SO_SNDLOWAT is an option to set the minimum count for output operations. Most output operations process all of the data supplied by the call, delivering data to the protocol for transmission and blocking as necessary for flow control. Nonblocking output operations will process as much data as permitted subject to flow control without blocking, but will process no data if flow control does not allow the smaller of the low water mark value or the entire request to be processed. A select(2) or poll(2) operation testing the ability to write to a socket will return true only if the low water mark amount could be processed. The default value for SO_SNDLOWAT is set to a convenient size for network efficiency, often 1024. SO_RCVLOWAT is an option to set the minimum count for input operations. In general, receive calls will block until any (non-zero) amount of data is received, then return with the smaller of the amount available or the amount requested. The default value for SO_RCVLOWAT is 1. If SO_RCVLOWAT is set to a larger value, blocking receive calls normally wait until they have received the smaller of the low water mark value or the requested amount. Receive calls may still return less than the low water mark if an error occurs, a signal is caught, or the type of data next in the receive queue is different than that returned.

SO_SNDTIMEO is an option to set a timeout value for output operations. It accepts a struct timeval parameter with the number of seconds and microseconds used to limit waits for output operations to complete. If a send operation has blocked for this much time, it returns with a partial count or with the error EWOULDBLOCK if no data was sent. In the current implementation, this timer is restarted each time additional data are delivered to the protocol, implying that the limit applies to output portions ranging in size from the low water mark to the high water mark for output. SO_RCVTIMEO is an option to set a timeout value for input operations. It accepts a struct timeval parameter with the number of seconds and microseconds used to limit waits for input operations to complete. In the current implementation, this timer is restarted each time additional data are received by the protocol, and thus the limit is in effect an inactivity timer. If a receive operation has been blocked for this much time without receiving additional data, it returns with a short count or with the error EWOULDBLOCK if no data were received.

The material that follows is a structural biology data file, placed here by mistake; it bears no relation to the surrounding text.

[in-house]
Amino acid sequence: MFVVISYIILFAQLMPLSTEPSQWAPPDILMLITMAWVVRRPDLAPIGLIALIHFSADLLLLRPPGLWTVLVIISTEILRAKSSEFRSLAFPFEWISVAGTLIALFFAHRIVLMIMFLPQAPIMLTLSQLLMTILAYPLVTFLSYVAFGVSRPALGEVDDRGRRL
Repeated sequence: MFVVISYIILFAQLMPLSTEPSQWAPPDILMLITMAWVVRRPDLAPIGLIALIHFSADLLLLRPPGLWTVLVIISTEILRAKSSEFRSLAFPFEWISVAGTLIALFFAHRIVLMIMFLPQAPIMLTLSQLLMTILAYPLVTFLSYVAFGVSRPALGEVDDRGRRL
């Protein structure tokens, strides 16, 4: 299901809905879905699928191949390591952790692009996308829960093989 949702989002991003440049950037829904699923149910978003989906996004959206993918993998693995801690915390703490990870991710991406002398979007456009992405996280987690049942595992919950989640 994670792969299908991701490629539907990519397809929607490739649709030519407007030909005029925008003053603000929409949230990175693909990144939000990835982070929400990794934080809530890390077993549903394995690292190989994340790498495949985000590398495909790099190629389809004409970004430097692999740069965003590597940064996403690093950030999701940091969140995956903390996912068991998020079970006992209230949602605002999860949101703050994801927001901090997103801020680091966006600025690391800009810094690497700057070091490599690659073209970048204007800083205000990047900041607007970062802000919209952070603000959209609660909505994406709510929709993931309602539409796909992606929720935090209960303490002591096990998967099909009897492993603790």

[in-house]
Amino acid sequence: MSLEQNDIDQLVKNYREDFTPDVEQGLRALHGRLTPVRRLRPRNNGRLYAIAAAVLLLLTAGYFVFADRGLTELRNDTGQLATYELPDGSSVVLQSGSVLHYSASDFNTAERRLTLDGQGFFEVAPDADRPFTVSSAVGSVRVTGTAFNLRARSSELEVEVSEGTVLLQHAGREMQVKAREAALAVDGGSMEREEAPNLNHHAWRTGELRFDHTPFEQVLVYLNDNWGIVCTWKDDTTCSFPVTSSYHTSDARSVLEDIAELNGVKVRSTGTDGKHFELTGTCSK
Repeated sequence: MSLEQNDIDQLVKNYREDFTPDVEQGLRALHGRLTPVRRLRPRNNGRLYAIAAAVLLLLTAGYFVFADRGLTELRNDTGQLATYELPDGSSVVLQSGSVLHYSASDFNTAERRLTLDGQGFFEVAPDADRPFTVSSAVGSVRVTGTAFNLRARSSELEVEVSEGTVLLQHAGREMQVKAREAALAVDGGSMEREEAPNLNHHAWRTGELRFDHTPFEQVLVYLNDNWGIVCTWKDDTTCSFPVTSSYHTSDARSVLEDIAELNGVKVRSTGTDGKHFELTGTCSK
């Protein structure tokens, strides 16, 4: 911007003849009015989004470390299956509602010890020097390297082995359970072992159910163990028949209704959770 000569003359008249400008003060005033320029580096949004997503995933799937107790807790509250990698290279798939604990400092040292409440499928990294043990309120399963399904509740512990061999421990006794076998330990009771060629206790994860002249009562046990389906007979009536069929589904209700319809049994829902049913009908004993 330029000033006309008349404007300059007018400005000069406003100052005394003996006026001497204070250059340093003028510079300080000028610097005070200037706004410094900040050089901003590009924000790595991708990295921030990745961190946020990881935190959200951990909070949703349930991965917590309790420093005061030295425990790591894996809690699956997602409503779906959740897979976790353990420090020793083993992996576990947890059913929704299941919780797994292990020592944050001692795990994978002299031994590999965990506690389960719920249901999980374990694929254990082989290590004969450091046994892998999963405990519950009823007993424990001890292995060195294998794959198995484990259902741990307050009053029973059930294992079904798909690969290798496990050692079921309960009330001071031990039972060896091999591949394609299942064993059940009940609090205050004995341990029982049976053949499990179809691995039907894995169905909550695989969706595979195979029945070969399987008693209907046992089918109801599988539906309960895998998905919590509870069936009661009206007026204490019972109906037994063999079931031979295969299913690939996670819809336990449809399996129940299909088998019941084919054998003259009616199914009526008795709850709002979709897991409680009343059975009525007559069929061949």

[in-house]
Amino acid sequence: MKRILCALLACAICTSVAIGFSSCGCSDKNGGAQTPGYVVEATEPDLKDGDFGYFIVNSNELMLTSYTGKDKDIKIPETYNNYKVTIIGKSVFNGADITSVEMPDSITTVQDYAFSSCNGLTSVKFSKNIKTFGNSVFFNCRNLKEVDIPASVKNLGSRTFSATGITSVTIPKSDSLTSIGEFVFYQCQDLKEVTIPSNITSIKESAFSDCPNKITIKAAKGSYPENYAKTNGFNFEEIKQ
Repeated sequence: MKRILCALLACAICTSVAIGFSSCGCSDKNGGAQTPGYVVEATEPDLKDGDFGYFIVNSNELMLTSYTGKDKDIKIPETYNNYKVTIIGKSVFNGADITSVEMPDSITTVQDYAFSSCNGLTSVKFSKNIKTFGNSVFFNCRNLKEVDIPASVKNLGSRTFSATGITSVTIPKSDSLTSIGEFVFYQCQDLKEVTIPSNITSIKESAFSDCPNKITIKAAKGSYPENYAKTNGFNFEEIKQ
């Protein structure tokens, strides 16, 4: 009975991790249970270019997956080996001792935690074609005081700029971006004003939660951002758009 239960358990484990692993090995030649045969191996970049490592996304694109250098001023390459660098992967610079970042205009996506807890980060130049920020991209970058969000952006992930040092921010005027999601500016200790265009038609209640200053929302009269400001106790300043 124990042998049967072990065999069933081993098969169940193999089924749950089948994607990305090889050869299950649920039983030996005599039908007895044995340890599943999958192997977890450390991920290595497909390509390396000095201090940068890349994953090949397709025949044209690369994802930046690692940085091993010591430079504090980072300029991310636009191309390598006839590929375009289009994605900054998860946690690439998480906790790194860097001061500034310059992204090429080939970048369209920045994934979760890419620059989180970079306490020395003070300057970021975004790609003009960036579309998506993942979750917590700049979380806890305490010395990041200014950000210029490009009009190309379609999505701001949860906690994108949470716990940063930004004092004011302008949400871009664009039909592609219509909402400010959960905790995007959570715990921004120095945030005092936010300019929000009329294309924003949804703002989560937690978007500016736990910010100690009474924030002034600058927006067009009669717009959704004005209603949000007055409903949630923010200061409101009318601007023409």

If the SO_TIMESTAMP option is enabled on a SOCK_DGRAM socket, the recvmsg(2) call will return a timestamp corresponding to when the datagram was received. The msg_control field in the msghdr structure points to a buffer that contains a cmsghdr structure followed by a struct timeval. The cmsghdr fields have the following values:

cmsg_len = CMSG_LEN(sizeof(struct timeval))
cmsg_level = SOL_SOCKET
cmsg_type = SCM_TIMESTAMP

Finally, SO_TYPE and SO_ERROR are options used only with getsockopt();. SO_TYPE returns the type of the socket, such as SOCK_STREAM; it is useful for servers that inherit sockets on startup. SO_ERROR returns any pending error on the socket and clears the error status. It may be used to check for asynchronous errors on connected datagram sockets or for other asynchronous errors.

RETURN VALUES

A 0 is returned if the call succeeds, \-1 if it fails.

ERRORS

The call succeeds unless:
[EBADF]
The argument s is not a valid descriptor.
[ENOTSOCK]
The argument s is a file, not a socket.
[ENOPROTOOPT]
The option is unknown at the level indicated.
[EFAULT]
The address pointed to by optval is not in a valid part of the process address space. For getsockopt();, this error may also be returned if optlen is not in a valid part of the process address space.

SEE ALSO

connect(2), ioctl(2), poll(2), select(2), socket(2), getprotoent(3), pf.conf(5), protocols(5)

STANDARDS

SO_PEERCRED is not supported, see getpeereid(2) instead.

HISTORY

The getsockopt(); system call appeared in 4.2BSD.

BUGS

Several of the socket options should be handled at lower levels of the system.


AerieBSD 1.0 Reference Manual December 26 2008 GETSOCKOPT(2)